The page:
Anthropometry of Facial Beauty

  • Chiarella Sforza
  • Alberto Laino
  • Gaia Grandi
  • Gianluca M. Tartaglia
  • Virgilio F. Ferrario


Esthetic criteria have been defined in almost all cultures, but the actual existence of ­codified facial characteristics in attractive people is still matter of debate. In our laboratory, we ­analyzed the three-dimensional facial characteristics of 415 children, adolescents and women considered “attractive,” selected either by casting agencies (children and adolescents, 4–17 years of age) or by juries of National beauty competitions (adult men and women, 18–30 years of age). Their facial soft tissues were measured with a non-invasive computerized instrument, and several measurements obtained. Data were compared to those collected in 629 healthy persons of the same sex, age, and ethnicity, selected using criteria of dentofacial normality. In Caucasian children, facial attractiveness was characterized by an increased development of the facial middle (maxilla) and upper thirds (forehead), with a wider and deeper face, but less vertically developed in the lower third. During adolescence, a female face was considered attractive when it was wider, shorter and less deep, with relatively larger forehead and maxilla, and a reduced mandible relative to the maxilla. Facial attractiveness in adult Caucasian women was characterized by a prominent facial middle third, with full lips; a relatively large face with a reduced mandible and increased forehead; reduced vertical dimensions. Overall, attractive women seemed to maintain several facial characteristics of babyness. In adult Caucasian men and boys in their late adolescence, attractiveness seemed to be positively influenced by facial markers of high testosterone levels, with a more prominent chin. Esthetic guidelines offer information about the preferences of the general public within a given context, and possibly about the desires and requests of the patients. They can be useful tools for those professionals who can improve the facial appearance of their patients, providing indications for the best kind, timing and goals of orthodontic, orthopedic, and surgical treatments. However, esthetic guidelines should always be used within a well-founded knowledge of craniofacial and dental physiology. No procedure should be imposed on each face, or followed blindly. Even the best and most updated esthetic guidelines must remain only a part of the treatment goals.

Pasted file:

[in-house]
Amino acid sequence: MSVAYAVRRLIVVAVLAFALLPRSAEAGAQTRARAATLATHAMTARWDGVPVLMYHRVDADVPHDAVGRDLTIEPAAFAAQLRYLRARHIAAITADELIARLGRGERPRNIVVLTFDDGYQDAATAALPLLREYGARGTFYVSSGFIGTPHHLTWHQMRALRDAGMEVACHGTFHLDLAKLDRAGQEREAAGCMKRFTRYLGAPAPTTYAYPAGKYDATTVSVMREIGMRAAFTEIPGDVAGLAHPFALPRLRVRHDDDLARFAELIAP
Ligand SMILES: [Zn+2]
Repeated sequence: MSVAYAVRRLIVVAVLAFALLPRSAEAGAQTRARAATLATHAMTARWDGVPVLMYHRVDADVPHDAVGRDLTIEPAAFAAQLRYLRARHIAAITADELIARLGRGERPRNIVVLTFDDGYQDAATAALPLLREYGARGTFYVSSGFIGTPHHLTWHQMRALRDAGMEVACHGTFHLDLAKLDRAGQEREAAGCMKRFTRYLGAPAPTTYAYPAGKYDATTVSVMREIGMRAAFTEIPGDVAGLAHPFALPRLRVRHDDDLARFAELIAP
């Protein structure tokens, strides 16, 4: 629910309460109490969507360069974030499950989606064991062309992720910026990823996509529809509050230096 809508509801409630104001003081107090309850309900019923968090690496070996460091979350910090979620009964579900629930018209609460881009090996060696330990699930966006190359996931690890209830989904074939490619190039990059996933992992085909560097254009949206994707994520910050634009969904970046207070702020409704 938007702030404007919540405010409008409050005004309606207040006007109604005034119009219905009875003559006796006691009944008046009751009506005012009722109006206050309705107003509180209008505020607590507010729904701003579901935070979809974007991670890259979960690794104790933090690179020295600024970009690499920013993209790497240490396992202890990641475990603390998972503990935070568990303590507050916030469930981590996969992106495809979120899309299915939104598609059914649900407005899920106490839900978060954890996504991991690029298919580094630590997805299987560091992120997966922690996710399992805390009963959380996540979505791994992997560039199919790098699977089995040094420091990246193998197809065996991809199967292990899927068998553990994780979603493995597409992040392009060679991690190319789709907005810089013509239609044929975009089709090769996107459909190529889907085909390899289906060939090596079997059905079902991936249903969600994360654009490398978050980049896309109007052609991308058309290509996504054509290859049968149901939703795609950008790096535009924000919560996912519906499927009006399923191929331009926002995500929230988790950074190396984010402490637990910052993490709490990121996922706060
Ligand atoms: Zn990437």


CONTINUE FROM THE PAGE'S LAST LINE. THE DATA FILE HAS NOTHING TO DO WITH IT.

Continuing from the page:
Facial Width Facial Attractiveness Facial Height Facial Soft Tissue Facial Divergence 
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Standard deviation



We are deeply indebted to all the staff and students of our laboratory, who helped in data collection and analysis. Dr. Patrizia Frangella organized the data collection in attractive persons. The financial support of the Consiglio Direttivo of the Società Italiana Di Ortodonzia (SIDO) is also gratefully acknowledged.


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Copyright information

© Springer Science+Business Media, LLC 2012

Authors and Affiliations

  • Chiarella Sforza
    • 1
  • Alberto Laino
  • Gaia Grandi
  • Gianluca M. Tartaglia
  • Virgilio F. Ferrario
  1. 1.Functional Anatomy Research Center (FARC), Laboratorio di Anatomia Funzionale dell’Apparato Stomatognatico (LAFAS), Dipartimento di Morfologia Umana e Scienze Biomediche “Città Studi”, Facoltà di Medicina e ChirurgiaUniversità degli Studi di MilanoMilanoItaly

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